Singer: Alisha Chinai and Kishore Kumar
Music: Laxmikant Pyarelal
Film: Mr India (1987)

For the past 25 years, Kate nahin katthe has lead the pack as the sexiest duet of all time. Mercifully, choreographer Saroj Khan (who had a rather tumultuous relationship with Sridevi though their interlinked careers provided many of the aforementioned dance nuggets) kept non-dancer and one-step wonder Anil Kapoor, hidden in the shadows and she reserved the thundering steps for thunder-thigh’d Sridevi. It was raining amen. Every rain-song that’s followed (and there have been many done by younger and lesser stars) remains a pale imitation to this class act. As the adage goes, many have imitated, none have bettered.


2. Main teri dushman
Choreographer: Saroj Khan
Music: Laxmikant Pyarelal
Film: Nagina (1986)

A song can't make a movie run is the axiom, but in 1986, Sridevi proved otherwise. Rising above a mediocre script filled with jantar mantars and snakes morphing into people and vice-versa, the highlight of the film is the climactic song that drew audiences in droves. As snake charmer Amirsh Puri’s been starts echoing across the halls of the haunted haveli, Sridevi starts undulating to the music in an erotic blend of sensuality and venom. As a genre, Nagina is a fantasy thriller but the real thrill is watching the curvaceous Sri dance in a flurry and flourish as her sequined ghagra spins around her evil sapera. As a dance, Main teri dushman is a trinity of genres amalgamated; movements from Punjabi folk, expressions and gestures from Bharatnatyam and Kathak’s heady turns, all cobbled together for the seven-and-half minute finale.


1. Mere haathon mein nau nau choodiyan
Choreographer: Saroj Khan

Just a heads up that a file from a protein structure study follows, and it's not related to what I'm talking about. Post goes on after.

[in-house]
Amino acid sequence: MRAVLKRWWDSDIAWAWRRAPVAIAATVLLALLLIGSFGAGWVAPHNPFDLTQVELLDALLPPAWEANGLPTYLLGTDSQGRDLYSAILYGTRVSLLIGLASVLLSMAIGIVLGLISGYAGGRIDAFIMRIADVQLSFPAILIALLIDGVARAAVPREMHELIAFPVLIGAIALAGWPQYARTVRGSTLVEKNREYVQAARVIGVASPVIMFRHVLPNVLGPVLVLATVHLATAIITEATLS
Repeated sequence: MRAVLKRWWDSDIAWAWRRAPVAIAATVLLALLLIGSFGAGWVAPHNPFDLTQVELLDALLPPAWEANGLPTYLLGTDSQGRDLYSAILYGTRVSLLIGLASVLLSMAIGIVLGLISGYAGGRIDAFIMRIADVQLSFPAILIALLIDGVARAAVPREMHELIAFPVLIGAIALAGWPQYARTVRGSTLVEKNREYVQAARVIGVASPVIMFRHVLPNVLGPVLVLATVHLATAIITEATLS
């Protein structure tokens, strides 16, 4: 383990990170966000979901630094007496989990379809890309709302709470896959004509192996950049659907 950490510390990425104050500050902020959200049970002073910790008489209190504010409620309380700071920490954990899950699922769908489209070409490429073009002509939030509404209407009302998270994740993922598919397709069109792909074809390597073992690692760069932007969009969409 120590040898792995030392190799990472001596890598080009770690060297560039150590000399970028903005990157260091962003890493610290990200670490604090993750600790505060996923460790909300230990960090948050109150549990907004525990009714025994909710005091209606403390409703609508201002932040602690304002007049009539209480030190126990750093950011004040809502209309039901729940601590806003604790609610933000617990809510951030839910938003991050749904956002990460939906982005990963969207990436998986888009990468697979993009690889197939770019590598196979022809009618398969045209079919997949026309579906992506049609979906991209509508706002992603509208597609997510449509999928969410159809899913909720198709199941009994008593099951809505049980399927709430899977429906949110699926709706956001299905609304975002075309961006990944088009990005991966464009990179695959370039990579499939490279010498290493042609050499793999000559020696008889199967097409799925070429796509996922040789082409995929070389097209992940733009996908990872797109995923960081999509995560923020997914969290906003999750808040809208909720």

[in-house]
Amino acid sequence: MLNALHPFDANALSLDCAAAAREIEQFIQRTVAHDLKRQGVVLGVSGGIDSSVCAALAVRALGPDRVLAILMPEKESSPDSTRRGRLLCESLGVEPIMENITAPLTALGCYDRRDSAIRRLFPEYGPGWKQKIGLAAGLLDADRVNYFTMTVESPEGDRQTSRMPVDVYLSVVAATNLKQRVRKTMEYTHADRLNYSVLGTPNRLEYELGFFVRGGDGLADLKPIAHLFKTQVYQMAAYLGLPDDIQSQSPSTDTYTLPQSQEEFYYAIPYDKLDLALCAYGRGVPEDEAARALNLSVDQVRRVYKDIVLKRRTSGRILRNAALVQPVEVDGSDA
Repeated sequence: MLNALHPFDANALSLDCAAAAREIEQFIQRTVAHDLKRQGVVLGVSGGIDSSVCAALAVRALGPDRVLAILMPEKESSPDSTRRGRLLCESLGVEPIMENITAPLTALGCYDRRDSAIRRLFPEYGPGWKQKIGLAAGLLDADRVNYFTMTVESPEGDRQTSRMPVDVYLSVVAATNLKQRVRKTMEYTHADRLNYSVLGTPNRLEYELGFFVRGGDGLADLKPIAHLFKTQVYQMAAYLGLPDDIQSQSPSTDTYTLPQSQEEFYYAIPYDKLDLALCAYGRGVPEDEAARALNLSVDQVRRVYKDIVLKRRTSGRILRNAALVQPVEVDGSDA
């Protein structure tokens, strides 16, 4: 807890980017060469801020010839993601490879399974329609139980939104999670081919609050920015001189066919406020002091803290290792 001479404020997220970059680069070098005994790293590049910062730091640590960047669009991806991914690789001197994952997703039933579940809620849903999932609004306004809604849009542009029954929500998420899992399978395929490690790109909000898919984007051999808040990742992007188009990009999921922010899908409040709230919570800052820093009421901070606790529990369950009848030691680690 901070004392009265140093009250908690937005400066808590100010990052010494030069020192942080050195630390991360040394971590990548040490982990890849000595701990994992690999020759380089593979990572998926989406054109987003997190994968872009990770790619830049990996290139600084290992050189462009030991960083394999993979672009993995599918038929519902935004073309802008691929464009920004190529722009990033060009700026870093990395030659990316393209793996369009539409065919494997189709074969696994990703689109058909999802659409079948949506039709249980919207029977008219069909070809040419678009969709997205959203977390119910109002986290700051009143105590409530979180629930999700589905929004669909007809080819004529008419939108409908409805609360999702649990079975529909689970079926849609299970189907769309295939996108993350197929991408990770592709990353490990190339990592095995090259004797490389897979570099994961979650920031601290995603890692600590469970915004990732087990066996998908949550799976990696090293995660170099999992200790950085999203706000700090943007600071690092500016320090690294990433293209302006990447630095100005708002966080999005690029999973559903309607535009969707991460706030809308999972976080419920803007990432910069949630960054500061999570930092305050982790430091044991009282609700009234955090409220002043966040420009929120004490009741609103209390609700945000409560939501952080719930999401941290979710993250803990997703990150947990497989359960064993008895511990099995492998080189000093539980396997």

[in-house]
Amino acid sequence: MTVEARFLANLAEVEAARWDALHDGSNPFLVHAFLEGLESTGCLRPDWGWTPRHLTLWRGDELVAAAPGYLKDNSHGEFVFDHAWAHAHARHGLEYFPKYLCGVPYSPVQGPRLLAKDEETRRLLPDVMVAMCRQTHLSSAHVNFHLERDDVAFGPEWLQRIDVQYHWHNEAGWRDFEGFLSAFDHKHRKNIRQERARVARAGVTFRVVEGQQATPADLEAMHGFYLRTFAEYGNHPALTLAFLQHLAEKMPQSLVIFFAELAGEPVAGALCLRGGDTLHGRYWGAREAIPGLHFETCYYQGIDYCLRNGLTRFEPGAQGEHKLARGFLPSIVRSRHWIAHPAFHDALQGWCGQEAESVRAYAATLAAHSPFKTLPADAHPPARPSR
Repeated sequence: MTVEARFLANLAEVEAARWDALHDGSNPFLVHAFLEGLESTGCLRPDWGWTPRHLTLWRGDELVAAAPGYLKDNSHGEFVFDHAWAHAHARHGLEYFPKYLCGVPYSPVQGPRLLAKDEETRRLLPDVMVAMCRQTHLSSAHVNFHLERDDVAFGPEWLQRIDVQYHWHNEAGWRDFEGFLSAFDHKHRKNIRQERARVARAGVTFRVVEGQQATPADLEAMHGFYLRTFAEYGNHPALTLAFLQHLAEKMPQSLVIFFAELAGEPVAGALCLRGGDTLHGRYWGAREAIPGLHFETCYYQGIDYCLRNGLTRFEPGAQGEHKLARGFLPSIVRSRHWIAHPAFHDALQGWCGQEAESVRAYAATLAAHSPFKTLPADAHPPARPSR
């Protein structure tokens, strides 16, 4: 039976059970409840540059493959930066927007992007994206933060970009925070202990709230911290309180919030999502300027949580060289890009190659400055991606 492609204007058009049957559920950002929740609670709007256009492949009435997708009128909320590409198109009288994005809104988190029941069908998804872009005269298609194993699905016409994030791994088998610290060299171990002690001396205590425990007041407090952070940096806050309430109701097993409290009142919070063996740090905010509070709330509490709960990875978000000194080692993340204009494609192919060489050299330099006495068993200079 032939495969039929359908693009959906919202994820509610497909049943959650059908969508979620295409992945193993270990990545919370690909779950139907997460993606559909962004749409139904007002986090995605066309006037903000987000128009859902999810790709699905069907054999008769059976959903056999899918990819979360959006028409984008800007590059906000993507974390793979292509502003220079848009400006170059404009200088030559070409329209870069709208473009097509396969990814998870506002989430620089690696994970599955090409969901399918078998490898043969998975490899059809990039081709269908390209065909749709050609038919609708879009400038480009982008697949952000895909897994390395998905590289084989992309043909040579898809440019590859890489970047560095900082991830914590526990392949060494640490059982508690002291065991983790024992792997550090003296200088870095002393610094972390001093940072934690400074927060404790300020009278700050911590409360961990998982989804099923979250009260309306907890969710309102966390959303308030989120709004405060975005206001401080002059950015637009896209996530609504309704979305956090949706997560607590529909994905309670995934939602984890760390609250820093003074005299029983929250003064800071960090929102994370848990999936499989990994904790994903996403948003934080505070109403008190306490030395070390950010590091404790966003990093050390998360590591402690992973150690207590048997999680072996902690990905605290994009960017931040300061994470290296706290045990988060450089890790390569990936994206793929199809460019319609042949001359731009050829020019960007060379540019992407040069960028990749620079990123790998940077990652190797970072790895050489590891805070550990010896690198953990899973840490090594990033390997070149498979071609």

Singer: Lata Mangeshkar
Music: Shiv Hari
Film: Chandni (1989)

The song bursts into the screen four minutes into the movie and the beats have echoed across weddings from Kashmir to Kanyakumari. Sung with the impish glee of a sixteen year-old by sexagenarian (at the time) legend Lata Mangeshkar, knitted with an infectious beat and complimented with memorably cheeky lyrics, Sridevi elevated a wedding song into an anthem.

As Yash Chopra says, “Sridevi gets very excited about a dance number. I’ll do this and I’ll do that, she says and puts a lot of her personal contribution as an artiste into each song.”

The song captures all of Sridevi in a nutshell; its got her child-like insouciance, her sauciness, her animated antics, her comic genius and her sultry act all rolled into one rocking number. Phew, that’s some number.

9 comments:

  1. I'd add Hawa Hawai(Mr. India), Na Jaane Kaha se (Chaalbaaz), Mein nachoo tu bansi(Jag Utha Insaan) tp the list....Hawa Hawai is Sri's best!

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  2. Agreed but with Hawai Hawaii and Kate Nahin from the same film, it was a toss between the two and as the blue-sari clad scenes are the most iconic of the 80s, we chose the later.

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  3. WAT ABOUT MERI BINDIYA TERE NINDIYA NA UDADE

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    Replies
    1. Radha Motielall15 July 2014 at 13:03

      yep definitely this one....love it

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  4. Chandni's dream sequence dance is her best. In fact the best in Indian cinema. Surprised to see that not mentioned.

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  5. where is the strong agressive dance as :ek beeti huye from ARMY and mere gulam tera from ladla and u forget also mera kaha manoge frm gurudev espicially the indian dance part with green color ....the are many songs where she danced well

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  6. where is the hawa hawaai song of Mr India.

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  7. Tandav dance in chandni
    Hawa hawai
    Na Jane kahase ayehai

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  8. Hey mate, you have forgotten the sizzling dance in white dress in Chandni. It is the dance that changed her total image as a sensuous actress